Social Security is meant to be a reliable and stable form of income for people in retirement and is the most successful anti-poverty program in the United States. Receiving Social Security can be confusing in addition to your other retirement account disbursements, such as IRAs and 401(k)s. It is normal to be concerned about how Social Security will affect your retirement. Continue reading to help put your mind at ease about your Social Security benefits.

Social Security is meant to replace a portion of your retirement income based on the person’s lifetime earnings. The lifetime earning is based on your highest 35 years of earnings and depends on how much you have earned and when you decide to start receiving your benefits. Over your career, you pay taxes into Social Security to go to others who are currently receiving benefits. The money you pay is not specifically saved for you, but when you are ready to receive benefits, you will get the money that people are currently paying into the pool of money.

Typically, Social Security is 40% of your pre-retirement income. This helps you be able to estimate the benefits you will receive monthly.

Anyone who has worked and paid into Social Security will receive benefits if they reach a certain threshold. Over the time that you pay into Social Security, you earn “credits”. The number of credits you need in order to get the benefits depends on the year you were born and how many years you paid into Social Security. If you do not reach the 40-credit threshold, you will not receive Social Security benefits.

If you choose to continue working during retirement, you can increase your future Social Security benefits. Each year that you continue to work adds more earnings to your Social Security record. The higher the lifetime earnings, the higher your benefits.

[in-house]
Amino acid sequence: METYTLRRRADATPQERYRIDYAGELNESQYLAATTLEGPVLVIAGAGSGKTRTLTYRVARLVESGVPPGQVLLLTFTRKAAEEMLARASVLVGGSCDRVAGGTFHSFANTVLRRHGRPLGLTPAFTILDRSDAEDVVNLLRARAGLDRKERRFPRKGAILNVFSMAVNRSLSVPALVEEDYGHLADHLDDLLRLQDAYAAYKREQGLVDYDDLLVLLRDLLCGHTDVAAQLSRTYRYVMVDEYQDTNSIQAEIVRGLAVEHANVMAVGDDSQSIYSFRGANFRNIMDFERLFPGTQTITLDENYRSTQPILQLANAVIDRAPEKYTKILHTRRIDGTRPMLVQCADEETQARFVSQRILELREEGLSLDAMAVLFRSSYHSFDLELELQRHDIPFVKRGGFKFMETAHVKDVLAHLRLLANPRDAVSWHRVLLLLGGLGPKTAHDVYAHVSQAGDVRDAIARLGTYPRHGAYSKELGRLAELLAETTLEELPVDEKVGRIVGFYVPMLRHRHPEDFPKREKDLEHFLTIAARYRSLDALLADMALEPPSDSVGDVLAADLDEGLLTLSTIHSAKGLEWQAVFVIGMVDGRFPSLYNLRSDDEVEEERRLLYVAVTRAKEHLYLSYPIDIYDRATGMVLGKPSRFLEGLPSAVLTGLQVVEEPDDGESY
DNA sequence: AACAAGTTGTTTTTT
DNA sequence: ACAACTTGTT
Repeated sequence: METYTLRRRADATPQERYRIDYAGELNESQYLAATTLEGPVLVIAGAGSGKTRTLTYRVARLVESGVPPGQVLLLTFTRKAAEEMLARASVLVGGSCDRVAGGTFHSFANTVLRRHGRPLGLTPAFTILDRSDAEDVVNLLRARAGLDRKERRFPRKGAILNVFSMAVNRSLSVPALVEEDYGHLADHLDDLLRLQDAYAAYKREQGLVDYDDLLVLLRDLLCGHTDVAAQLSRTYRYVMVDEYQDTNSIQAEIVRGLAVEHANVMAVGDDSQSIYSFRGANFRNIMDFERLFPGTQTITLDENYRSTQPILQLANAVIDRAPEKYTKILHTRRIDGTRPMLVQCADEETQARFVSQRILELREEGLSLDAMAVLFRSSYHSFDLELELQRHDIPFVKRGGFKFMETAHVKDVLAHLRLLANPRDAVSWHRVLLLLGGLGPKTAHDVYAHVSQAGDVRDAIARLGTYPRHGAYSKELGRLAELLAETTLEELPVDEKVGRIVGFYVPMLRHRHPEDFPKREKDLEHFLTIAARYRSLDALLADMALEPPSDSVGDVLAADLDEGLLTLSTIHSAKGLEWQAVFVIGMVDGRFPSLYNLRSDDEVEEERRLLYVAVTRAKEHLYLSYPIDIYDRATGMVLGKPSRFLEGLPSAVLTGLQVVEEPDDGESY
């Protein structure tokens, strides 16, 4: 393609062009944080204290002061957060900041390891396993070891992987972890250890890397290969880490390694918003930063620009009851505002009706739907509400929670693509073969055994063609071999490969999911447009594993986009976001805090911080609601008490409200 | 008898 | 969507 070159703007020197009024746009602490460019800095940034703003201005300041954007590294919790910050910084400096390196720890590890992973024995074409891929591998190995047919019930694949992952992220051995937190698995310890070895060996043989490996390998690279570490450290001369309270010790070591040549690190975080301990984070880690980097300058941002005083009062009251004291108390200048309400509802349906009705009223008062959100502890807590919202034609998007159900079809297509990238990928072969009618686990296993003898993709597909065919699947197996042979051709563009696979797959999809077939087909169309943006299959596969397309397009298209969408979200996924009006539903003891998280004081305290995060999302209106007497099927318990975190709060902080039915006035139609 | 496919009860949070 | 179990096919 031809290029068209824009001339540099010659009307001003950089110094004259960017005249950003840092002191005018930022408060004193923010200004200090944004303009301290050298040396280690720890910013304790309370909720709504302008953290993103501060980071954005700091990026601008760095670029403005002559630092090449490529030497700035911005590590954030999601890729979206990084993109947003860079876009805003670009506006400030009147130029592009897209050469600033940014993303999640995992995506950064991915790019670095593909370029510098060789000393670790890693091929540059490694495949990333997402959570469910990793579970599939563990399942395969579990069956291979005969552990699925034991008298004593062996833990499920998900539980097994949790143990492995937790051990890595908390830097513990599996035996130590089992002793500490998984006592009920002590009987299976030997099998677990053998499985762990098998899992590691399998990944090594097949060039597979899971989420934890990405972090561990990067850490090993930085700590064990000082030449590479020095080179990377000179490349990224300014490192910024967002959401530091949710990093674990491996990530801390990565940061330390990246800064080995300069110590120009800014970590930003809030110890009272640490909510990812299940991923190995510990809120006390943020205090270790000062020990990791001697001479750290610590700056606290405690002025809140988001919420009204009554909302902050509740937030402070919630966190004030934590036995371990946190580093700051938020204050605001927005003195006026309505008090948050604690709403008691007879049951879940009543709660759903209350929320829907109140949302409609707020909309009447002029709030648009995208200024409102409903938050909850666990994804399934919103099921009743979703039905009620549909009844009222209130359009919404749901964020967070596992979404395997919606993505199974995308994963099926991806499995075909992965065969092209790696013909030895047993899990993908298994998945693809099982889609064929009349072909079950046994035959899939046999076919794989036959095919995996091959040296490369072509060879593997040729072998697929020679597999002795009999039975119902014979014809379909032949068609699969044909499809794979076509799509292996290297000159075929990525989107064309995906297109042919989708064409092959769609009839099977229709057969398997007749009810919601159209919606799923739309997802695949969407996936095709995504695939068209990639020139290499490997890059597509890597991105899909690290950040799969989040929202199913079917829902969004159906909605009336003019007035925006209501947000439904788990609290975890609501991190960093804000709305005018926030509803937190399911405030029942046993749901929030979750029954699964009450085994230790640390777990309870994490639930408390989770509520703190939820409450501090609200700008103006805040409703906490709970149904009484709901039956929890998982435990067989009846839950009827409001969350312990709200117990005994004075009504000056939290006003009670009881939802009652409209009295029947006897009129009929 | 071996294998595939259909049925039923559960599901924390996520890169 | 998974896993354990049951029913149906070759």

Depending on what type of employment you had, your Social Security earnings calculation could be different than most Americans. These types of earnings include farming, federal government, household, military, nonprofit or religious organization, self-employment, state, and local government, and working outside the United States.

Pensions could impact your Social Security benefits. If you have a pension account from a job where you did not pay Social Security taxes, this can lower your retirement benefits. If you are a spouse, widow, or widower of someone who has a pension from a government job where they did not pay Social Security taxes. In certain situations, you may have to pay income taxes on your Social Security benefits.

If you are concerned about how Social Security can affect your retirement, Mooney Lyons is here to help! Our advisors can sit down with you and analyze your retirement portfolio to review the retirement benefits you will be receiving.